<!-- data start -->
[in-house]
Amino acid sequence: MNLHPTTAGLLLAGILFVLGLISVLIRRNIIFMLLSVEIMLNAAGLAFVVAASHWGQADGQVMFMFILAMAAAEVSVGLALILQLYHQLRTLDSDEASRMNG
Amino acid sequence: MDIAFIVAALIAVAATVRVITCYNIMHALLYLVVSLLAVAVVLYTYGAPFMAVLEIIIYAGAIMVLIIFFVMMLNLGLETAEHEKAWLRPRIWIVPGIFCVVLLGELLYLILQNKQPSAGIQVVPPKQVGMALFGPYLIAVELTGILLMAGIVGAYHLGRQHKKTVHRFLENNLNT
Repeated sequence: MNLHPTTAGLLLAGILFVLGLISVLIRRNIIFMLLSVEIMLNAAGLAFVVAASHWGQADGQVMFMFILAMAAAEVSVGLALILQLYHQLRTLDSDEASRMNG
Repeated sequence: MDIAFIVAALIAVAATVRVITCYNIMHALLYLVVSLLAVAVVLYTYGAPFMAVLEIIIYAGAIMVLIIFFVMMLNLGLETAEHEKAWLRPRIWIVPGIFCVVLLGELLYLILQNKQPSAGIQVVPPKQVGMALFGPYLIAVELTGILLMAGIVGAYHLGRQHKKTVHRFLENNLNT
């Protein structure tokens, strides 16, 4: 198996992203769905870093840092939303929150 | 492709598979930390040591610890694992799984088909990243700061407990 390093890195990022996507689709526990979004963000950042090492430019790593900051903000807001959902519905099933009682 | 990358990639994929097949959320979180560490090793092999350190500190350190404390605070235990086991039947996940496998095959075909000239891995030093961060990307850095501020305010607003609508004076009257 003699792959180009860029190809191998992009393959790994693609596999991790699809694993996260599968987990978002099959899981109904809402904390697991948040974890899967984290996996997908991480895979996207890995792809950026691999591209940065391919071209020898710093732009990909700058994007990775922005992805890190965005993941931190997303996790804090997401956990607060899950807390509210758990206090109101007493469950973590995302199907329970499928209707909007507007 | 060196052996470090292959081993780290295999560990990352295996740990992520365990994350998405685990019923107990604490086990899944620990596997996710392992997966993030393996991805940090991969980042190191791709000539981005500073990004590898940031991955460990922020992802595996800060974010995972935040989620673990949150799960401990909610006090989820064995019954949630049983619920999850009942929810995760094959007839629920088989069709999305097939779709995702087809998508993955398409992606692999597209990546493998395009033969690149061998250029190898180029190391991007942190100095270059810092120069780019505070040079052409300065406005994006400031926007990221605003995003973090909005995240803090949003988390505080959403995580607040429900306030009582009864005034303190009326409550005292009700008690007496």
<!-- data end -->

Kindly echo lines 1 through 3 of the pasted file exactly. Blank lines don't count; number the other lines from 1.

[in-house]
Amino acid sequence: MNLHPTTAGLLLAGILFVLGLISVLIRRNIIFMLLSVEIMLNAAGLAFVVAASHWGQADGQVMFMFILAMAAAEVSVGLALILQLYHQLRTLDSDEASRMNG
Amino acid sequence: MDIAFIVAALIAVAATVRVITCYNIMHALLYLVVSLLAVAVVLYTYGAPFMAVLEIIIYAGAIMVLIIFFVMMLNLGLETAEHEKAWLRPRIWIVPGIFCVVLLGELLYLILQNKQPSAGIQVVPPKQVGMALFGPYLIAVELTGILLMAGIVGAYHLGRQHKKTVHRFLENNLNT